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Garrison Brooks Sees A Special Season For State

75 days ago
Kevin Scarbinsky
Photo: SEC Staff

It took years, but Garrison Brooks has finally arrived at Mississippi State, where he originally intended to play college basketball before deciding to go to North Carolina. After four productive seasons with the Tar Heels and the retirement of legendary UNC coach Roy Williams, Brooks is taking advantage of an extra year of eligibility thanks to the NCAA's COVID rule - and he'll play it at State, where his dad is a longtime assistant coach.

It's not every year that Mississippi State adds a proven transfer from a blueblood program like North Carolina. Brooks started 108 games, scored almost 1,300 points and grabbed just under 800 rebounds over his four years with the Tar Heels. He led the ACC in scoring in conference games as a junior and was named the most improved player in the league. As a senior, he was selected preseason ACC player of the year.

"I think we've got a chance to do something really special," Brooks said during a Zoom press conference. "That's the goal. That was always the goal when we first came in. With our experience, we have a chance to do something really special for this program."

The Bulldogs already have done special things under Ben Howland, averaging 21.5 victories over the last four years, reaching the NCAA Tournament in 2019 and the NIT championship game last season. If not for the COVID-19 pandemic, State would be on a four-year postseason streak.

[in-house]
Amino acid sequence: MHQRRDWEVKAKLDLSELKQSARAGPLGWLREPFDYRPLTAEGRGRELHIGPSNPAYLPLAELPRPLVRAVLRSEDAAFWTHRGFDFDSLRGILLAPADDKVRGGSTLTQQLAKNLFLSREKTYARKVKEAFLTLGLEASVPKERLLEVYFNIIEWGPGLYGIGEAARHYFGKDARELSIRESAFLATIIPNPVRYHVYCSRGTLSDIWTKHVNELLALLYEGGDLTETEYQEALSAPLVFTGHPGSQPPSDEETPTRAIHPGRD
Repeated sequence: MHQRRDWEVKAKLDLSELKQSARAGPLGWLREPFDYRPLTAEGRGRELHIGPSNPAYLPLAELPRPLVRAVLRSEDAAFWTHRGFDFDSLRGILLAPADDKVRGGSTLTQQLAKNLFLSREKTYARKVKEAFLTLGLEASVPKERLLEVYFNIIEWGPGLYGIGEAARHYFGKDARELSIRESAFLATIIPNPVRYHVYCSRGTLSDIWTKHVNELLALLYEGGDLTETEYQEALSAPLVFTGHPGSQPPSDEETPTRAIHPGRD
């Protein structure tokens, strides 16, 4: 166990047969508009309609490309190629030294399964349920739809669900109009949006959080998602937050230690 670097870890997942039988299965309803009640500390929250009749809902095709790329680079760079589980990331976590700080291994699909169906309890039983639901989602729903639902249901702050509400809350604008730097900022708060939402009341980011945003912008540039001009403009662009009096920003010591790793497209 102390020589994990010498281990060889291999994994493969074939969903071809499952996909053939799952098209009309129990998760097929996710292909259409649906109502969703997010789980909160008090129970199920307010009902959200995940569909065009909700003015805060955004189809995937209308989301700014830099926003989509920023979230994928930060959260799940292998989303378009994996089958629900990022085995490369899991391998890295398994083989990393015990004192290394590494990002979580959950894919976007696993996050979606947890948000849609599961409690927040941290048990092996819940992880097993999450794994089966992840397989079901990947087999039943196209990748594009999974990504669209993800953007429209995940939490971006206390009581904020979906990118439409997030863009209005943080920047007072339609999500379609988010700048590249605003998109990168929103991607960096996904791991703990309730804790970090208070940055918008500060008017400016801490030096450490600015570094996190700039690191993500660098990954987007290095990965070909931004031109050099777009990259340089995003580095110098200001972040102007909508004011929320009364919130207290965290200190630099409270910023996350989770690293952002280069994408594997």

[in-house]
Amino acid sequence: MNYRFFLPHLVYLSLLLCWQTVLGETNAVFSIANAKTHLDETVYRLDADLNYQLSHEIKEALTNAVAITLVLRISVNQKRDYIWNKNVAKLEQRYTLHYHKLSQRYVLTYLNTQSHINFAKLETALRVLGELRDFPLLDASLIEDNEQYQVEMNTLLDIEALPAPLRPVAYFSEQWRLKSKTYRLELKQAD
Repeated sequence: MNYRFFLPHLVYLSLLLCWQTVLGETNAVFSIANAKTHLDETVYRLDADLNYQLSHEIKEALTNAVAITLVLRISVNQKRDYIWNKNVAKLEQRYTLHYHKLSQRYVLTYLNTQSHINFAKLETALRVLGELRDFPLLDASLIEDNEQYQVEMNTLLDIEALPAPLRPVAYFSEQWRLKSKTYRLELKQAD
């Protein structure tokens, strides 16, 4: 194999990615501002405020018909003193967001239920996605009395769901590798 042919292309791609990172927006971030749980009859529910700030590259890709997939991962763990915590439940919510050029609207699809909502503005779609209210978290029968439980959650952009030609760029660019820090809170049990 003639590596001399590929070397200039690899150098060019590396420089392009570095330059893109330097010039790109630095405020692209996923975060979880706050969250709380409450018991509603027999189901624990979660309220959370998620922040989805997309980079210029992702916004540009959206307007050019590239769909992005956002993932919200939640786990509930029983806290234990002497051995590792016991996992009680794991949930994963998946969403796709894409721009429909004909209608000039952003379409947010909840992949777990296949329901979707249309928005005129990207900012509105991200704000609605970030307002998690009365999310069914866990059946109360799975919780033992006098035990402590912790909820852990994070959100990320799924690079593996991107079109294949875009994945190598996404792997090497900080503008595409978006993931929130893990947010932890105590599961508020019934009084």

The return of Iverson Molinar and the addition of four high-major transfers led by Brooks should help extend the streak.

Molinar is coming off a sophomore season in which he improved his scoring average by almost 11 points a game to finish fourth in the SEC in that department at 16.7 points a game. The 6-3, 190-pound guard also earned All-NIT honors. The conference coaches expect even bigger things from Molinar this season, voting him to their preseason All-SEC first team.

Reinforcements have arrived to help, primarily in a four-person transfer class that's familiar with big-time basketball. It starts with Brooks, who was voted to the preseason All-SEC second team by the league coaches, but the talent infusion doesn't stop there.

It includes 6-2 junior guard Rocket Watts, who was named to the All-Big Ten Freshman Team two years ago at Michigan State; 6-7 junior forward D.J. Jeffries, a key contributor on the Memphis team that beat Mississippi State in last season's NIT final; and 6-1 sophomore guard Shakeel Moore, who was named ACC Freshman of the Week during his one season at North Carolina State.

Mississippi State fans will have to wait, though, to see the entire roster in action together. Watts is recovering from surgery to repair a torn labrum in his hip. Tolu Smith, the 6-11, 245-pound redshirt junior who was an inside force for the Bulldogs last season, is on the mend after surgery for a Jones fracture in his foot.

"We're going to be super conservative," Howland said. "There's just no timetable to be able to give you to say they'll be back by such-and-such a date. It's based on how they're feeling and how they're responding. We're going to err on the side of caution because once they come back, we want them to be back full-time for good."

When Watts and Smith return and blend with the rest of the roster, the Bulldogs have a chance to make good on Brooks' prediction "to do something really special.

"It all adds up," he said, "once we have everybody back and healthy."